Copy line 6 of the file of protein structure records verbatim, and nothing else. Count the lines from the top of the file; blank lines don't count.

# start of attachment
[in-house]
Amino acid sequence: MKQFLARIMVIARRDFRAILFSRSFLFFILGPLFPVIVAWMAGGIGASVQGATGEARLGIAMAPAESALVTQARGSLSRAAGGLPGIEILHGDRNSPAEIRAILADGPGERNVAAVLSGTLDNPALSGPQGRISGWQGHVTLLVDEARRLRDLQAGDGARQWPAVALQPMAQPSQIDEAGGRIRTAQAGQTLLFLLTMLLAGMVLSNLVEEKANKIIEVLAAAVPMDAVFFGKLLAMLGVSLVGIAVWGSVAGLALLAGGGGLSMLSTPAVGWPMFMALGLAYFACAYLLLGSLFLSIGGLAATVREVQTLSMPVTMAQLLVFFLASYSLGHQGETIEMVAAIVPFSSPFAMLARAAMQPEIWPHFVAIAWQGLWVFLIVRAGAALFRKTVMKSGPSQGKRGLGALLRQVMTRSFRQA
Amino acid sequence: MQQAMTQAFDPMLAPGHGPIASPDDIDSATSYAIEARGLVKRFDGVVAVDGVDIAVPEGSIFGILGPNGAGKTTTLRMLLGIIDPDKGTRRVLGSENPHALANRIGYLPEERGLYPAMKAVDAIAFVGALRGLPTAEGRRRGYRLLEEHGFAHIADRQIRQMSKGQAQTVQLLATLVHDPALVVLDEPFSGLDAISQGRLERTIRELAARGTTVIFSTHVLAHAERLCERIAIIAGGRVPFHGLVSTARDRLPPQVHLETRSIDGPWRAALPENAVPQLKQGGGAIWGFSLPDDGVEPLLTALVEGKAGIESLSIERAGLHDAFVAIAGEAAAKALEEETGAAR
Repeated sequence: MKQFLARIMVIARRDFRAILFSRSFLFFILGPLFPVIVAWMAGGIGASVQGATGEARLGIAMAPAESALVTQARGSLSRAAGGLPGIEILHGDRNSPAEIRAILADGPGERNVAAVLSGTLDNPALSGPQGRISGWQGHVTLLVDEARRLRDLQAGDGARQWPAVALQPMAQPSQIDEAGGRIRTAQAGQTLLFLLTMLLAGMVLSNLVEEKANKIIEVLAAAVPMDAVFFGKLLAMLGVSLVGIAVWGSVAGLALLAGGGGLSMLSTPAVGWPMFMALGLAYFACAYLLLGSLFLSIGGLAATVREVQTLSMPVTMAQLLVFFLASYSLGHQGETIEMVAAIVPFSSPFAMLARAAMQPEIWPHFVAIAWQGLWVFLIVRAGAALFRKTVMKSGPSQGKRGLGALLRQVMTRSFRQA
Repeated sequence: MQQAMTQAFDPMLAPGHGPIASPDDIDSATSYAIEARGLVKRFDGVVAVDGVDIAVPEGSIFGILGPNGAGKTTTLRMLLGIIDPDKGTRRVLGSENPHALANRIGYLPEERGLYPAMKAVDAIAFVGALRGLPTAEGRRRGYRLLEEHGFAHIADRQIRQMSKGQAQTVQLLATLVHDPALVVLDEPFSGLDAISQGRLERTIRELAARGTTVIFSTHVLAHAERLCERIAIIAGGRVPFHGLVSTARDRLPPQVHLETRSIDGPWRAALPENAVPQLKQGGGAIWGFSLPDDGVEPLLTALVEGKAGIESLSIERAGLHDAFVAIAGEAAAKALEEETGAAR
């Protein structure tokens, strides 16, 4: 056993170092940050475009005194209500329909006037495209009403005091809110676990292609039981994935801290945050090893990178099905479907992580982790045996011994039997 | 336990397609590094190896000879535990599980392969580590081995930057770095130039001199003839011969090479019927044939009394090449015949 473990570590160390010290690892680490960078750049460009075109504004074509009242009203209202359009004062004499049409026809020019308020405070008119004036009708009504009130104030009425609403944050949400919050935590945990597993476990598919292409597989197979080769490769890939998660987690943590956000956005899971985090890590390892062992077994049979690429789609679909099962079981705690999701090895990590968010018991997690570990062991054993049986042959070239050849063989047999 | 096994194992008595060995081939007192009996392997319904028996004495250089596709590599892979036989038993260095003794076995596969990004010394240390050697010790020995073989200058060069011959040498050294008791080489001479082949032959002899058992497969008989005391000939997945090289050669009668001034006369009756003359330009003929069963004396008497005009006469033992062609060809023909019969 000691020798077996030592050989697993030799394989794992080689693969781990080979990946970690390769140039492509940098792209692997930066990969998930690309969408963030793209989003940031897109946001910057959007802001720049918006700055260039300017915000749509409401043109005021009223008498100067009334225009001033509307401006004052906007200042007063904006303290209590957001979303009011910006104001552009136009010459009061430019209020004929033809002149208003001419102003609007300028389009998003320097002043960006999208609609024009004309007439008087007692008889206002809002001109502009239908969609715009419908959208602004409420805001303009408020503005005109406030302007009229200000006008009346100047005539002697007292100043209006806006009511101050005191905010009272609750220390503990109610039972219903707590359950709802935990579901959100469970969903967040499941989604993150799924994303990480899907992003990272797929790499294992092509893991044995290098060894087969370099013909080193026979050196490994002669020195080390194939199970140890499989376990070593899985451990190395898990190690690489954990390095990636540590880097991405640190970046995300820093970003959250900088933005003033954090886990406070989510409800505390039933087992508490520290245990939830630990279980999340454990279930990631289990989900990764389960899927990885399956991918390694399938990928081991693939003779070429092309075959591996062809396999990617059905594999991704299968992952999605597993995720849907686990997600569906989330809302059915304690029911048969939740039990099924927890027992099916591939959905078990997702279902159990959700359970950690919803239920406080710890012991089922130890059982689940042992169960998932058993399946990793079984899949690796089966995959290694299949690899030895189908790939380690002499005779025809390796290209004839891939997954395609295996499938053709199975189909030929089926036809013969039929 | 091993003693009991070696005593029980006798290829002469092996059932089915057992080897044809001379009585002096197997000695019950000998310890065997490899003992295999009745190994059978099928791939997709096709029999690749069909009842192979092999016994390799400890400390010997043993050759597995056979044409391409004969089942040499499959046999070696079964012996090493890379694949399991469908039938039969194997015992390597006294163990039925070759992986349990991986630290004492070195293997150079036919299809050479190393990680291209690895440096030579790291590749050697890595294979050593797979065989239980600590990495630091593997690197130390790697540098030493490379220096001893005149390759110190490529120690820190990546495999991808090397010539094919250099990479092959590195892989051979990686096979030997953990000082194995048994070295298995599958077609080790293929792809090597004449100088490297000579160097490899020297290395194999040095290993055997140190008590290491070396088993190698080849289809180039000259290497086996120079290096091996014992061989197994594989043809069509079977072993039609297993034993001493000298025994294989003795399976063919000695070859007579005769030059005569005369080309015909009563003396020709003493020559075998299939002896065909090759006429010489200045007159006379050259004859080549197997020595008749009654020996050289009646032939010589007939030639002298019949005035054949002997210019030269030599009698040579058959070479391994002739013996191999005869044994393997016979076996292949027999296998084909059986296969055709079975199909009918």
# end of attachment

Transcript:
């Protein structure tokens, strides 16, 4: 056993170092940050475009005194209500329909006037495209009403005091809110676990292609039981994935801290945050090893990178099905479907992580982790045996011994039997 | 336990397609590094190896000879535990599980392969580590081995930057770095130039001199003839011969090479019927044939009394090449015949 473990570590160390010290690892680490960078750049460009075109504004074509009242009203209202359009004062004499049409026809020019308020405070008119004036009708009504009130104030009425609403944050949400919050935590945990597993476990598919292409597989197979080769490769890939998660987690943590956000956005899971985090890590390892062992077994049979690429789609679909099962079981705690999701090895990590968010018991997690570990062991054993049986042959070239050849063989047999 | 096994194992008595060995081939007192009996392997319904028996004495250089596709590599892979036989038993260095003794076995596969990004010394240390050697010790020995073989200058060069011959040498050294008791080489001479082949032959002899058992497969008989005391000939997945090289050669009668001034006369009756003359330009003929069963004396008497005009006469033992062609060809023909019969 000691020798077996030592050989697993030799394989794992080689693969781990080979990946970690390769140039492509940098792209692997930066990969998930690309969408963030793209989003940031897109946001910057959007802001720049918006700055260039300017915000749509409401043109005021009223008498100067009334225009001033509307401006004052906007200042007063904006303290209590957001979303009011910006104001552009136009010459009061430019209020004929033809002149208003001419102003609007300028389009998003320097002043960006999208609609024009004309007439008087007692008889206002809002001109502009239908969609715009419908959208602004409420805001303009408020503005005109406030302007009229200000006008009346100047005539002697007292100043209006806006009511101050005191905010009272609750220390503990109610039972219903707590359950709802935990579901959100469970969903967040499941989604993150799924994303990480899907992003990272797929790499294992092509893991044995290098060894087969370099013909080193026979050196490994002669020195080390194939199970140890499989376990070593899985451990190395898990190690690489954990390095990636540590880097991405640190970046995300820093970003959250900088933005003033954090886990406070989510409800505390039933087992508490520290245990939830630990279980999340454990279930990631289990989900990764389960899927990885399956991918390694399938990928081991693939003779070429092309075959591996062809396999990617059905594999991704299968992952999605597993995720849907686990997600569906989330809302059915304690029911048969939740039990099924927890027992099916591939959905078990997702279902159990959700359970950690919803239920406080710890012991089922130890059982689940042992169960998932058993399946990793079984899949690796089966995959290694299949690899030895189908790939380690002499005779025809390796290209004839891939997954395609295996499938053709199975189909030929089926036809013969039929 | 091993003693009991070696005593029980006798290829002469092996059932089915057992080897044809001379009585002096197997000695019950000998310890065997490899003992295999009745190994059978099928791939997709096709029999690749069909009842192979092999016994390799400890400390010997043993050759597995056979044409391409004969089942040499499959046999070696079964012996090493890379694949399991469908039938039969194997015992390597006294163990039925070759992986349990991986630290004492070195293997150079036919299809050479190393990680291209690895440096030579790291590749050697890595294979050593797979065989239980600590990495630091593997690197130390790697540098030493490379220096001893005149390759110190490529120690820190990546495999991808090397010539094919250099990479092959590195892989051979990686096979030997953990000082194995048994070295298995599958077609080790293929792809090597004449100088490297000579160097490899020297290395194999040095290993055997140190008590290491070396088993190698080849289809180039000259290497086996120079290096091996014992061989197994594989043809069509079977072993039609297993034993001493000298025994294989003795399976063919000695070859007579005769030059005569005369080309015909009563003396020709003493020559075998299939002896065909090759006429010489200045007159006379050259004859080549197997020595008749009654020996050289009646032939010589007939030639002298019949005035054949002997210019030269030599009698040579058959070479391994002739013996191999005869044994393997016979076996292949027999296998084909059986296969055709079975199909009918």